The persistence and exacerbation of territorial disparities in the European Union, coupled with the insecurity that the economic crisis and austerity policy have generated, threaten the vision of cohesion underpinning EU policy in the past decade(s). Spatial justice lies at the centre of the RELOCAL project, taking a decidedly bottom-up approach within a multilevel context. It departs from the basic premise that localities and their functional spaces represent the contextual nexus where the relationship between individuals and spatial justice unfolds. Thus, a core rationale of the RELOCAL project is to contribute to conceptually and empirically expanding the knowledge base on spatial justice and territorial inequalities, identifying the policies promoting spatial justice and socio-economic well-being at various levels of governance.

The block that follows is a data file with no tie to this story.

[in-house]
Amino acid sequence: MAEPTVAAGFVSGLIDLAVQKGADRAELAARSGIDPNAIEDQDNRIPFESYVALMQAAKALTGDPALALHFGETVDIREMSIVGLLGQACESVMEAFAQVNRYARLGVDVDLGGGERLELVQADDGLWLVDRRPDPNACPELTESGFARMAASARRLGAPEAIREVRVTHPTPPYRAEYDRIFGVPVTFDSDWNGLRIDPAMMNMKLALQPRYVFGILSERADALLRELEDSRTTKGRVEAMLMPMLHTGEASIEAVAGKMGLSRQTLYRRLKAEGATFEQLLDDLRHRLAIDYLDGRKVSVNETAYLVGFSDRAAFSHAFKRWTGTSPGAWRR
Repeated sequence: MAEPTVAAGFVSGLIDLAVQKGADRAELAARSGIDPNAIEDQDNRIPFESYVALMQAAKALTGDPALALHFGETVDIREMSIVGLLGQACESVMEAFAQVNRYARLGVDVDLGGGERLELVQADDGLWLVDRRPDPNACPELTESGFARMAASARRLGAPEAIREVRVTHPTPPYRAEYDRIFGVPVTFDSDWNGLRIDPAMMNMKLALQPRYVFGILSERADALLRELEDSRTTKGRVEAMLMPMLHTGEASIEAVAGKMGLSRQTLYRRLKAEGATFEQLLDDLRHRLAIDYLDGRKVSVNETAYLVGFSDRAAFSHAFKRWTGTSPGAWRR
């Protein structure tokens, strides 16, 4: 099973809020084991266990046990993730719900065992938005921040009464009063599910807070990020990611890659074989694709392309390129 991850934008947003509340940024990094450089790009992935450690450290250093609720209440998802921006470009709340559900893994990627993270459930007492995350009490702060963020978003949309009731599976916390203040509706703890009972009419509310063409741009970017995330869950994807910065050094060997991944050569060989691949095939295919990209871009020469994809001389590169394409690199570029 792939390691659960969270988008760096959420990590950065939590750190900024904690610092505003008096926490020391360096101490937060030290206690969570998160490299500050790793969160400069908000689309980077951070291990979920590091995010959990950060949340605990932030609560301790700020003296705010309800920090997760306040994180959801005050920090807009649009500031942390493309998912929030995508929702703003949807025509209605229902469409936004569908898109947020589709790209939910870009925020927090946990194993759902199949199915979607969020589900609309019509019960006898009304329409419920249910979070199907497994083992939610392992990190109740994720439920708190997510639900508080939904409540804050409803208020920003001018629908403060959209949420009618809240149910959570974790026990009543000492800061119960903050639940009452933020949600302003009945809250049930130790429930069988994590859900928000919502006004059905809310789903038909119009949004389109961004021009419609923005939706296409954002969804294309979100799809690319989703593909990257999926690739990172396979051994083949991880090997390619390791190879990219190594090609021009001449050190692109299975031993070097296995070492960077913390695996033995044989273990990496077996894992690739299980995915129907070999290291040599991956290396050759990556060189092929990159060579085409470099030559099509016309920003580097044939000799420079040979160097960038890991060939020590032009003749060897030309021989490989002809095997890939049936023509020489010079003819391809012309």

At the onset, the RELOCAL project undertakes a critical review of the literature about spatial justice associated with territorial cohesion, sustainable development and solidarity in order to develop a theoretical framework that includes these concepts and an analysis of the variety of European territorial models. One challenging aspect in this regard is linking the European Cohesion Policy debate more directly to ethical questions that have been raised in political and social theory regarding “fairness” and “justice”. As an element of spatial justice in territorial cohesion, fairness would require greater social understanding, more targeted engagement with different groups and their specific needs, and sensitivity to questions of access, opportunity and local capabilities. An important step in advancing current debate regarding the role of place-based development, local strategies and sustainability within broader understandings of cohesion, would be to elaborate notions of locale and the significance of the local in terms of theoretical conceptualisations, development scenarios and potential policy options.